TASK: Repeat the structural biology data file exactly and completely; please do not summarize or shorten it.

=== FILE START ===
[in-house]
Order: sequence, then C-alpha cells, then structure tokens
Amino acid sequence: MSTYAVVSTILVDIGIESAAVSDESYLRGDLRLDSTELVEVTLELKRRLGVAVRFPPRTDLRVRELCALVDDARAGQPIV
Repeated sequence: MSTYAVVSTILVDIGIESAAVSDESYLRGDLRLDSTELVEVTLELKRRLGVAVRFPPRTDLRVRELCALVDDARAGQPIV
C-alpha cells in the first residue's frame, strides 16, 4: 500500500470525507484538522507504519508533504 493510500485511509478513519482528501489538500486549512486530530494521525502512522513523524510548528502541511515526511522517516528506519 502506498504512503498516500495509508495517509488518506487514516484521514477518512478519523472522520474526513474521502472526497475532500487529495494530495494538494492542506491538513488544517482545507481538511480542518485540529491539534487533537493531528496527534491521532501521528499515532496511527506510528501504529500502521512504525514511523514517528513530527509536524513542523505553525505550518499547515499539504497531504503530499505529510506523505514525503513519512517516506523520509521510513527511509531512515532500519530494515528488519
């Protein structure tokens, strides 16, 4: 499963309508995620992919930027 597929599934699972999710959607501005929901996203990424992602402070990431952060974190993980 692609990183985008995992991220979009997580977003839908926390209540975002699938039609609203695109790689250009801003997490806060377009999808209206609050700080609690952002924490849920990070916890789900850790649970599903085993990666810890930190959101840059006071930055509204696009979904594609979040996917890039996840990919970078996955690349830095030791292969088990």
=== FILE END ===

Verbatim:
[in-house]
Order: sequence, then C-alpha cells, then structure tokens
Amino acid sequence: MSTYAVVSTILVDIGIESAAVSDESYLRGDLRLDSTELVEVTLELKRRLGVAVRFPPRTDLRVRELCALVDDARAGQPIV
Repeated sequence: MSTYAVVSTILVDIGIESAAVSDESYLRGDLRLDSTELVEVTLELKRRLGVAVRFPPRTDLRVRELCALVDDARAGQPIV
C-alpha cells in the first residue's frame, strides 16, 4: 500500500470525507484538522507504519508533504 493510500485511509478513519482528501489538500486549512486530530494521525502512522513523524510548528502541511515526511522517516528506519 502506498504512503498516500495509508495517509488518506487514516484521514477518512478519523472522520474526513474521502472526497475532500487529495494530495494538494492542506491538513488544517482545507481538511480542518485540529491539534487533537493531528496527534491521532501521528499515532496511527506510528501504529500502521512504525514511523514517528513530527509536524513542523505553525505550518499547515499539504497531504503530499505529510506523505514525503513519512517516506523520509521510513527511509531512515532500519530494515528488519
């Protein structure tokens, strides 16, 4: 499963309508995620992919930027 597929599934699972999710959607501005929901996203990424992602402070990431952060974190993980 692609990183985008995992991220979009997580977003839908926390209540975002699938039609609203695109790689250009801003997490806060377009999808209206609050700080609690952002924490849920990070916890789900850790649970599903085993990666810890930190959101840059006071930055509204696009979904594609979040996917890039996840990919970078996955690349830095030791292969088990």